POLITICAL CORRECTNESS OR VIRTUOUSNESS

NEW BOOK GIVEAWAY!!

20 copies available!!

Leave a comment on this guest post by Kim Cameron to become eligible for one of 20 complimentary copies of his new book, Positively Energizing Leadership: Virtuous Actions and Relationships That Create High Performance.

Deadline for eligibility is 08/07/2021. International winners will receive electronic versions.

Image of a fork in the road. Should you go this way or that way?

If you had a choice, would you work in a culture focused on political correctness and conformity to a political ideology, or would you work in a culture characterized by virtuousness as the summum bonum?

Politically correct or virtuous:

In cultures focused on political correctness, taking offense and being on the lookout for transgressions are common.

Groups tend to be categorized as having superiority and privilege or as experiencing oppression and subordination. Conformity to an acceptable point of view is a dominating value. Negative energy predominates. 

In cultures prioritizing virtuousness, people seek opportunities to contribute and to uplift and positively energize others.

Individuals’ motives tend toward the demonstration of compassion and charity, humility and gratitude, unconditional love and acceptance, and trustworthiness. The key objectives are to help each individual flourish and contribute unselfishly to the welfare of the whole.

Positively energizing leadership is grounded in virtuousness, or demonstrating the best of the human condition. Demonstrating virtuousness unleashes the inherent potential of all human beings toward positive, life-giving energy.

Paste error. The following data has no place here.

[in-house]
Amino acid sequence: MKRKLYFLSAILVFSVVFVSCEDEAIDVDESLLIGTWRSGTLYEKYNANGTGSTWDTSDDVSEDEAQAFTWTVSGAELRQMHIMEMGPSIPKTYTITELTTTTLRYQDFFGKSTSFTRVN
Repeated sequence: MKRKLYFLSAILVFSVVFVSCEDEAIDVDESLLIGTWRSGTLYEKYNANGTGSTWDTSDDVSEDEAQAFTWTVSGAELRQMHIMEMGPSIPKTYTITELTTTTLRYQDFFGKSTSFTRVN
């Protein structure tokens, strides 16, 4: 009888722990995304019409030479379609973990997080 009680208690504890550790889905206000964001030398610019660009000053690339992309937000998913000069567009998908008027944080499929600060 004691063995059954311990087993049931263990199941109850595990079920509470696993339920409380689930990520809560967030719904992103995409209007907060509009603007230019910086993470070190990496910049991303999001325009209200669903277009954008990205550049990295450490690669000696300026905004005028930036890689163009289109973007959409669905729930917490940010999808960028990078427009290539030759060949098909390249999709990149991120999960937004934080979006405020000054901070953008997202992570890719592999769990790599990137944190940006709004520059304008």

So, if a leader was charged with changing an organization from one mired in conflict, disaffection, disengagement, and accusations into one full of positive energy and spectacular performance, what would be the prescription?  

Actions to build positive cultures:

  • Give all employees gratitude journals.
  • Assign employees to positively embarrass someone each day—that is, compliment a colleague in front of someone who cares.
  • Create a gratitude wall or good news wall to record celebrations.
  • Redefine mistakes as learning opportunities.
  • Write letters to the families of employees, describing the contributions the employee makes to the organization.
  • Use employees to mentor, coach, or teach others.

A statement, often attributed to John Quincy Adams, captures the essence of positively energizing leadership: “If your actions inspire others to dream more, learn more, do more, and become more, you are a [positively energizing] leader.”

Leave a comment below for an opportunity to win one of 20 copies of Kim’s new book.

Kim Cameron is professor of management and organizations at the Stephen M. Ross School of Business, co-founder of the Center for Positive Organizations, and professor of higher education in the School of Education, all at the University of Michigan. His book, Positively Energizing Leadership: Virtuous Actions and Relationships That Create High Performance (Berrett-Koehler Publishers), released August 2021.